Consultant says employees, dependants use hospital too much
St. Croix County provides its employees with "rich" health insurance benefits, and significantly more employees and dependants get treatment for conditions such as obesity and depression than would be expected, reported a consultant last week.
Medical insurance costs have been a major obstacle during budget work for several years, and last Thursday the Finance Committee looked at the details.
Sara Hames of Frank F. Haack & Associates presented an analysis of expenses and offered a list of potential cost-saving strategies, including increasing the amount employees pay toward medical coverage and implementing a health savings account plan.
While different people account for the high-dollar claims each year, the county needs to develop strategies to alleviate large future claims, said Hames.
"Right now it looks like people are going in (the hospital) more often than is necessary," she said.
During the year from Nov. 1, 2005 to Oct. 31, 2006, 1,539 people -- 580 county employees and 959 of their family members -- were covered under the county's insurance.
Hames said the group's outpatient claims were 3 percent below the norm while inpatient admissions were 73 percent above the norm for Midwestern government-insured groups of over 200 people. That's not good, she said, because early use of outpatient services can prevent higher costs later.
Either the county's employees are sicker than most people or they prefer inpatient treatment, offered County Board Chairman Buck Malick in summary.
Hames said efforts to save county insurance costs can't just zero in on employees. She suggested that one strategy would be to encourage spouses to leave the plan.
While lifestyle-related claims amount to only a fifth of all claims, in theory they are costs that could be prevented, said Hames.
She said the analysis of claims showed that the number of group members treated for various conditions is above the Midwest norm in these areas: obesity, 167 percent above the norm; depression, 163 percent above norm; diabetes, 78 percent above norm; arthritis, 43 percent above norm; low back problems, 35 percent above norm; and cancer, 24 percent above norm.
The group is 26 percent below the norm for asthma and 3 percent above the norm for heart disease.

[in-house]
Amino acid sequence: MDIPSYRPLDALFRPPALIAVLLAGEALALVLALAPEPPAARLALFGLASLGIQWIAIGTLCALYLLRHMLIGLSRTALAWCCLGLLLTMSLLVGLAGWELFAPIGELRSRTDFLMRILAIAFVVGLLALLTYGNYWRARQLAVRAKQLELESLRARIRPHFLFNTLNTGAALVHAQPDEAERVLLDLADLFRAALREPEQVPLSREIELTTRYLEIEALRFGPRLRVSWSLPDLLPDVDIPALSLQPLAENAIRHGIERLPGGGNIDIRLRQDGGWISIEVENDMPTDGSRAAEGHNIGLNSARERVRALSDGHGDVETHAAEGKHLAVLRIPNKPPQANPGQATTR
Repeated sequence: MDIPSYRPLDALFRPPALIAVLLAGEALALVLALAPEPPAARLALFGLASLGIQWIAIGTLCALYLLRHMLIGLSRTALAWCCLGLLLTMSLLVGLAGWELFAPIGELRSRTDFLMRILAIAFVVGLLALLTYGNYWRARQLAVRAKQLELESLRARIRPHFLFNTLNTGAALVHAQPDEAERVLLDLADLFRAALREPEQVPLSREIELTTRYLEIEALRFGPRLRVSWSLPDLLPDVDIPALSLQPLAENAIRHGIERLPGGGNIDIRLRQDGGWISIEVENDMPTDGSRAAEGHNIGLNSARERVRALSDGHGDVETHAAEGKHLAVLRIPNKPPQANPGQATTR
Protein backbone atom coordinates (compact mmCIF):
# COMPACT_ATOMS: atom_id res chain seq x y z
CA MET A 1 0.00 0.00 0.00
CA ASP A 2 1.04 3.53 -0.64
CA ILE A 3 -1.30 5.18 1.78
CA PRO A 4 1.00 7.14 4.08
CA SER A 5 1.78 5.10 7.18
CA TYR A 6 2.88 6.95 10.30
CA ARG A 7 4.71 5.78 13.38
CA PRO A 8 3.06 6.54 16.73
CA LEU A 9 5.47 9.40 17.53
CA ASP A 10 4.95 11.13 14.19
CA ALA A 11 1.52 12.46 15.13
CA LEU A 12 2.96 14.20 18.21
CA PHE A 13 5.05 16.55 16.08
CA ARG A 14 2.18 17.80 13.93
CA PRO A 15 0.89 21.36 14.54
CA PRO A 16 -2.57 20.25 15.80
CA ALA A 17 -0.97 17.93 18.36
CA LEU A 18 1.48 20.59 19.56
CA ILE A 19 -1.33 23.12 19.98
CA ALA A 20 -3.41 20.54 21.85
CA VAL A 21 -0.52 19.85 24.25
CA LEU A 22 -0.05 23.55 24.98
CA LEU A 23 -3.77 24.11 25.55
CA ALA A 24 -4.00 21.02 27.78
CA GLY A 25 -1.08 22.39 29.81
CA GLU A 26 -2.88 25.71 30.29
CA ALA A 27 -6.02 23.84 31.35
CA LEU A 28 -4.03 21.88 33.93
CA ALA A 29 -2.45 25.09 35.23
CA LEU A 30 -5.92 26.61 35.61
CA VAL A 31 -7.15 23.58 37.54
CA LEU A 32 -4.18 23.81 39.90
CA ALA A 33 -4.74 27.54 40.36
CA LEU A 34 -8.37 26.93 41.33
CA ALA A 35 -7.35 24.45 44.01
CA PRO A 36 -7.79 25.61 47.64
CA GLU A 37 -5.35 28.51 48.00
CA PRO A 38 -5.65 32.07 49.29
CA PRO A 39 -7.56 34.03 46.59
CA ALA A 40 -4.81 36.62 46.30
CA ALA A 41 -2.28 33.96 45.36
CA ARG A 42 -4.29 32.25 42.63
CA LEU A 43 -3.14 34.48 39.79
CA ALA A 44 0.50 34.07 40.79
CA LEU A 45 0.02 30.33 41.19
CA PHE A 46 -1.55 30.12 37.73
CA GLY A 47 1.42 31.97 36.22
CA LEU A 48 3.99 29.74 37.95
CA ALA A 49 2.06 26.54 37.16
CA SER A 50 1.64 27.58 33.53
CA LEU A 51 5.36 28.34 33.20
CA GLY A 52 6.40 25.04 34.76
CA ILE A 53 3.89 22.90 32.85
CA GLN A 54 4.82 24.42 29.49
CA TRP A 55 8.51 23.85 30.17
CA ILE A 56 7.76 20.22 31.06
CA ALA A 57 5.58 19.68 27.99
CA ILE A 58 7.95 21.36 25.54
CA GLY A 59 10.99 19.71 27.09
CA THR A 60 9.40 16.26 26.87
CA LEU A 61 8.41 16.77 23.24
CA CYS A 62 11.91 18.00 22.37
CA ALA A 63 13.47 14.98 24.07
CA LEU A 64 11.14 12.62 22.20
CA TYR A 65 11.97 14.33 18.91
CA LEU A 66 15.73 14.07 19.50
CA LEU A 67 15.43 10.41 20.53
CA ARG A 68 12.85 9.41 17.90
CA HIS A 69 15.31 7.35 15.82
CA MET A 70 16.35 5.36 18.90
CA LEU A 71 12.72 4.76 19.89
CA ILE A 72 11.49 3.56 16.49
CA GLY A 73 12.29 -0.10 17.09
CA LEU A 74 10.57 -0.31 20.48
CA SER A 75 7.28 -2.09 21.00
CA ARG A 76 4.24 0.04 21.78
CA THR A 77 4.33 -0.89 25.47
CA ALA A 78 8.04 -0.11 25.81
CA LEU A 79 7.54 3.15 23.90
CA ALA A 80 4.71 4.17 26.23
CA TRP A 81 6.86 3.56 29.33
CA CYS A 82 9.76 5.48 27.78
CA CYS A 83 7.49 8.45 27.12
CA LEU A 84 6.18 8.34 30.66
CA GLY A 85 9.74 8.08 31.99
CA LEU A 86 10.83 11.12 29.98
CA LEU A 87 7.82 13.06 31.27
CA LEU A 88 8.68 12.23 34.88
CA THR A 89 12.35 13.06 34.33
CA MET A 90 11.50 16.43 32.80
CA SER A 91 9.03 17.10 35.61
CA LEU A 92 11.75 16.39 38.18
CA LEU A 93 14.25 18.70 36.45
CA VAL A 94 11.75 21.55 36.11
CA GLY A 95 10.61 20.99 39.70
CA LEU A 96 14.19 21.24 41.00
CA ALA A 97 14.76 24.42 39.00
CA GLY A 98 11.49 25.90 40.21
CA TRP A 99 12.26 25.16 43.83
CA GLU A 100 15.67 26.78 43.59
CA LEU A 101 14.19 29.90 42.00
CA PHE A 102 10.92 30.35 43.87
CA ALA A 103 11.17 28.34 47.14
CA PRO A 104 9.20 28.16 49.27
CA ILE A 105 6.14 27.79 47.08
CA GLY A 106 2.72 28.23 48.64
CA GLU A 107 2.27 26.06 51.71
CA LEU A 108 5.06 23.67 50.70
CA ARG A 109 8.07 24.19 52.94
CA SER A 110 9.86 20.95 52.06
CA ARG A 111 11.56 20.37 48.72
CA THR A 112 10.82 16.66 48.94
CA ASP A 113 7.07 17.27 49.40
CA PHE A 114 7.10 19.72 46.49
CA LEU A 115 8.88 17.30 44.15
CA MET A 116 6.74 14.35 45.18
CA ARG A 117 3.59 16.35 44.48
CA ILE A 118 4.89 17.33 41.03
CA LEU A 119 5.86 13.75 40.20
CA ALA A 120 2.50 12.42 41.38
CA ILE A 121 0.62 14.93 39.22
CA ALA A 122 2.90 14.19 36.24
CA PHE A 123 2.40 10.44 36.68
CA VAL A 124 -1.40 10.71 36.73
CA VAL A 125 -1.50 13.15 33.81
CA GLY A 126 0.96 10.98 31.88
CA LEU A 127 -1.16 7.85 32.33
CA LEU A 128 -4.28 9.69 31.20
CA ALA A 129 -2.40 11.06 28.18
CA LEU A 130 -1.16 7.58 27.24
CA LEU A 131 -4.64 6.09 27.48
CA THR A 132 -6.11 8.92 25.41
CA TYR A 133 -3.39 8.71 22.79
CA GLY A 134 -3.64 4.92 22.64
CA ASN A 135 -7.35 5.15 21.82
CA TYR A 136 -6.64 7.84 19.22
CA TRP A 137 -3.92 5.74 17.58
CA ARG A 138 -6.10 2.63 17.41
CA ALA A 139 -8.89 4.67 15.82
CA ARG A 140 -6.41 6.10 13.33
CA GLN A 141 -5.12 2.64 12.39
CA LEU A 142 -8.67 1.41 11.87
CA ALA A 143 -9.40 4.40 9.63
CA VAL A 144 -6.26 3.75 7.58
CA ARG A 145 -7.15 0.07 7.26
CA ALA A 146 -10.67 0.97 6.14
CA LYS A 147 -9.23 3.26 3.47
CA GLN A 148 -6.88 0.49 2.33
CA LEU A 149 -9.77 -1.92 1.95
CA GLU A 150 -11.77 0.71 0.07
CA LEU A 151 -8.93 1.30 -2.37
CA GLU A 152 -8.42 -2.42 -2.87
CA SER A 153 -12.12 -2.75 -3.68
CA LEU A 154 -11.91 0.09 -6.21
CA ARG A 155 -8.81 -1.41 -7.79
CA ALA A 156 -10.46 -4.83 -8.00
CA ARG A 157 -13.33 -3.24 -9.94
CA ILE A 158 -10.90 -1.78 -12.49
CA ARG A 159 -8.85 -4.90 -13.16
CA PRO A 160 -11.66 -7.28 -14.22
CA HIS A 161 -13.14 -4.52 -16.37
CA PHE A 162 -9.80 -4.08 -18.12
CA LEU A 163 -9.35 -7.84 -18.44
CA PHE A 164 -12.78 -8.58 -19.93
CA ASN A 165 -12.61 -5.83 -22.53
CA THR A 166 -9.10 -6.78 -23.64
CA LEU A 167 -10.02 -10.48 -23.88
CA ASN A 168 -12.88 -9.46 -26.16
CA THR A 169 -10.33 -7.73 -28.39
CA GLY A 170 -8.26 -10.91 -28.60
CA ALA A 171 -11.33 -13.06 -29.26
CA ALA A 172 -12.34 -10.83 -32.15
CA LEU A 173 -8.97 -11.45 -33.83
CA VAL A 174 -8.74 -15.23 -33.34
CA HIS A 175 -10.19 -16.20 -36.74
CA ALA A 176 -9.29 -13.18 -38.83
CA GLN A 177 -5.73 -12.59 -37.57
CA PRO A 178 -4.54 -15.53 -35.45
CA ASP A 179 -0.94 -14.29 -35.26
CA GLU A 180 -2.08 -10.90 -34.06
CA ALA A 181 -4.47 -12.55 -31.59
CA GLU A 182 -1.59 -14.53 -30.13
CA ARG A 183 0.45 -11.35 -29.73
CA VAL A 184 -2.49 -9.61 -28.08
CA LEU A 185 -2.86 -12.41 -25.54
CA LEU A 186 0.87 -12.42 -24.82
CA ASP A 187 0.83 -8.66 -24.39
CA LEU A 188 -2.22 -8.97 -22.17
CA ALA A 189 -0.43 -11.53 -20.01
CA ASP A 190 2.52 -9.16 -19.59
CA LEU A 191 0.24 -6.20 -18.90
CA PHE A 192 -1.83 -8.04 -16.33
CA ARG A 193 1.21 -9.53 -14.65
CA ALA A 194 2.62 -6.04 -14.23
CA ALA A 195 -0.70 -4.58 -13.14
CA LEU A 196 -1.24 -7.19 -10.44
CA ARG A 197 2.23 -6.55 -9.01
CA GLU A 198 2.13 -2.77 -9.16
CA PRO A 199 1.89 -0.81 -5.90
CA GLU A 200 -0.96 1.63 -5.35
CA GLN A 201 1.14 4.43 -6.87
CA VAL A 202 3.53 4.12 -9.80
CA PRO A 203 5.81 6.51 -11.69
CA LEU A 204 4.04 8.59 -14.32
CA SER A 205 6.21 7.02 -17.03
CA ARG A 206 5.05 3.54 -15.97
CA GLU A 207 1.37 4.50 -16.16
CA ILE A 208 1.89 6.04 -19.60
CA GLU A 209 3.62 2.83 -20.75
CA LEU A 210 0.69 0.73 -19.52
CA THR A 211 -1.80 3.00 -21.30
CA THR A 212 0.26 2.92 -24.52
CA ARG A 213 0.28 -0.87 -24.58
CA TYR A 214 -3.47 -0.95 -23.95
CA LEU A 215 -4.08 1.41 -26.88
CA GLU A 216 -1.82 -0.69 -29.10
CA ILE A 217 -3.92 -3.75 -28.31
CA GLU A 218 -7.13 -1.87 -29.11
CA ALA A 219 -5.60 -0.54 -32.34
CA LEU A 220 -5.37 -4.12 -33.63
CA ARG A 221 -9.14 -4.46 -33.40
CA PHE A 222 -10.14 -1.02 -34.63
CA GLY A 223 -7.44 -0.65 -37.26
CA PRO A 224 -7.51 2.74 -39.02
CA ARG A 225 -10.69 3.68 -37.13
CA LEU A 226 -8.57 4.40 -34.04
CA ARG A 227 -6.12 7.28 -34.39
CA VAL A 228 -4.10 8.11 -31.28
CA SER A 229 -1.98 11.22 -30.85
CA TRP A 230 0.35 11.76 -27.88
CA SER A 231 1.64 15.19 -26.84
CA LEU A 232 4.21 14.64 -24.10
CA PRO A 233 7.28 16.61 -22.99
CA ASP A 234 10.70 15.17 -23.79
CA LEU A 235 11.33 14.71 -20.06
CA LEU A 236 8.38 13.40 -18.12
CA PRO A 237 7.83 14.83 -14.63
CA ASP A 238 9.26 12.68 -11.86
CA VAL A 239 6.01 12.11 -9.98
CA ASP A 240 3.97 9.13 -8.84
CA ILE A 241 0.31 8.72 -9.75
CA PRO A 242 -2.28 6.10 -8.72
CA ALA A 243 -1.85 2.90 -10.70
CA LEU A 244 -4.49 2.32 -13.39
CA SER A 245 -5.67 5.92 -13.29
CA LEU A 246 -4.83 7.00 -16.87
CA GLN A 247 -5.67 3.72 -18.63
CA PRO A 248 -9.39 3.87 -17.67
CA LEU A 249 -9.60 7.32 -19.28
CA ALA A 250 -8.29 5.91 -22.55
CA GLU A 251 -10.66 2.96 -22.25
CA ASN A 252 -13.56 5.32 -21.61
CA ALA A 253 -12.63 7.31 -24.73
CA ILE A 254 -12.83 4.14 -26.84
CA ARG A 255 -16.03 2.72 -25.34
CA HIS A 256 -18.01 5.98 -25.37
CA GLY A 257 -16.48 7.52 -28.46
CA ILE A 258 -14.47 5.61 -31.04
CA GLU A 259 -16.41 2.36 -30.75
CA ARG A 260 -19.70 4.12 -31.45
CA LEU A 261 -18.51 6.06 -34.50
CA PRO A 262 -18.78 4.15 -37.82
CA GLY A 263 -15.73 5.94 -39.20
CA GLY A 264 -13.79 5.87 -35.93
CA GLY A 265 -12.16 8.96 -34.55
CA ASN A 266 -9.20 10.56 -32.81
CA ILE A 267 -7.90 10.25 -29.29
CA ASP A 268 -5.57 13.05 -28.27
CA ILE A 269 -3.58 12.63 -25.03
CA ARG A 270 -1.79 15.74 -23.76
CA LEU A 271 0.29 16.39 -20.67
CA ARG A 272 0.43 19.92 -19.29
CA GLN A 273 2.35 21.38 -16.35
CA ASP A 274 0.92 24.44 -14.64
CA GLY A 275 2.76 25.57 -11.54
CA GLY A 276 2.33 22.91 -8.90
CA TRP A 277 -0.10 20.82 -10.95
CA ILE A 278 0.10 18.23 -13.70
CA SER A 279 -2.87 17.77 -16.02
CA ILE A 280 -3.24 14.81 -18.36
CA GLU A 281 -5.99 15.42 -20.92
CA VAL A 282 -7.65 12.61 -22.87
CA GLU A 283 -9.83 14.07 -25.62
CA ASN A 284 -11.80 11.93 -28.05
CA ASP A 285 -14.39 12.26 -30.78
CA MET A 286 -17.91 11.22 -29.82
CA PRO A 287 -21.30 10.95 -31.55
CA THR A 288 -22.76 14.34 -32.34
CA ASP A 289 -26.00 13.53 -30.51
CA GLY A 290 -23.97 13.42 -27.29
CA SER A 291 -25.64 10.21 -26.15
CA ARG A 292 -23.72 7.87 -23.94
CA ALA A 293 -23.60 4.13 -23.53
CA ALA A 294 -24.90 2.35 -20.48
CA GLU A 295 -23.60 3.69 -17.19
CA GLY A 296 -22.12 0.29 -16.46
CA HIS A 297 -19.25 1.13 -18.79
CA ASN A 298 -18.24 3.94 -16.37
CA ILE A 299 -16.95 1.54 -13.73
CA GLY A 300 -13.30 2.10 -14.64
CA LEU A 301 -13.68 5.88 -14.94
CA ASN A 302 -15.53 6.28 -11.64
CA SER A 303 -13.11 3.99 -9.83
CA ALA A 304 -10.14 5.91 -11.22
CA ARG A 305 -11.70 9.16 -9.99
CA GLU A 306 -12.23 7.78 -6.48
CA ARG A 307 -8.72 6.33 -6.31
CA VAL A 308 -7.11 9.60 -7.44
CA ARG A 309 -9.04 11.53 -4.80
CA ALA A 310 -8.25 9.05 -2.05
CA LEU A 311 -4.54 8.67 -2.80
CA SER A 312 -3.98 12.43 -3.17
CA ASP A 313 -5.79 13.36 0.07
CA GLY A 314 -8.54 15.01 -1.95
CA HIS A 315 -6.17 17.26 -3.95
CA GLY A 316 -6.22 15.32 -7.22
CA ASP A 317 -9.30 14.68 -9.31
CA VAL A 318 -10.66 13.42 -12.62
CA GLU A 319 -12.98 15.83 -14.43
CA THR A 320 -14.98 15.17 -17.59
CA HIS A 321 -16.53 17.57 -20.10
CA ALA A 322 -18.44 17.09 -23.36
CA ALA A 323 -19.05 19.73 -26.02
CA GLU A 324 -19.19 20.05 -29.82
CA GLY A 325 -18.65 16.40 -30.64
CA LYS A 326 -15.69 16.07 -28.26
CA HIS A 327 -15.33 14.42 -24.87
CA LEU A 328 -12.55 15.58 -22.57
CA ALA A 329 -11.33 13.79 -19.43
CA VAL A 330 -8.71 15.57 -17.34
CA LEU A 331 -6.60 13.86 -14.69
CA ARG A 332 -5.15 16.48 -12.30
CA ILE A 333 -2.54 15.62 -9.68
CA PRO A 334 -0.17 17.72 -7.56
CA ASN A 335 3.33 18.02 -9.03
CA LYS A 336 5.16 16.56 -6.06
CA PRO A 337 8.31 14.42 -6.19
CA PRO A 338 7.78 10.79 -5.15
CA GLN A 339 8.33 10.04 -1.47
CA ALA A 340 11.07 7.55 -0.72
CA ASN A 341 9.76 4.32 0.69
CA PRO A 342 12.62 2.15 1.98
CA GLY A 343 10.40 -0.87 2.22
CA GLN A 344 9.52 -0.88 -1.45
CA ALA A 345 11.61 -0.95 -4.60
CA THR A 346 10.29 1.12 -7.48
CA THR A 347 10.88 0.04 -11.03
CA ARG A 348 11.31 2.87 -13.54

St. Croix County offers its employees "a very, very rich plan," said Hames, who offered a comparison to plans offered in Rock and Portage counties, both of which have higher deductibles and higher copays.
"We have virtually no incentive in our coverage to be a responsible user of health care services, and that needs to be addressed," said Supervisor Daryl Standafer, North Hudson.
Hames agreed, adding, "There's room to put some more cost-sharing in there."
"Nothing is going to happen until it becomes the responsibility of the individual to pay for health insurance," said Supervisor Tom Caflisch, River Falls. He suggested raising employees' pay and telling them to use the extra money to pay for their own insurance.
The statistic that jumps out at him is that 73 percent of the claims dollars are spent on 14 percent of the claimants, said Standafer. He wondered if there is a demographic reason or if some people are using the system irresponsibly.
The county seems to have more than its share of sick people on its insurance, but some of these people would have had less medical expenses if they had taken better care of themselves, replied Hames.
One possibility, she said, is to add a mandatory wellness plan with health risk assessments and follow-up coaching. Other cost-savings strategies are to discourage employees from including their spouses on their county plan or to offer monetary incentives for employees not to take county insurance at all.
Committee members asked Hames to proceed with recommendations regarding implementation of a health savings account plan and to add a prescription alternative that would encourage mail orders for drugs.
St. Croix County Health Insurance
Employees covered 580
Family members covered 959
In-network deductible None
Max. out-of-pocket $200
In-network office visit copay $10
In-network hospital paid 100%
Emergency room copay $50
Prescription copay $5/$10
Premium paid by employee 10%
Monthly premium/union employee $1,082
Monthly premium/non-union employee (family) $1,259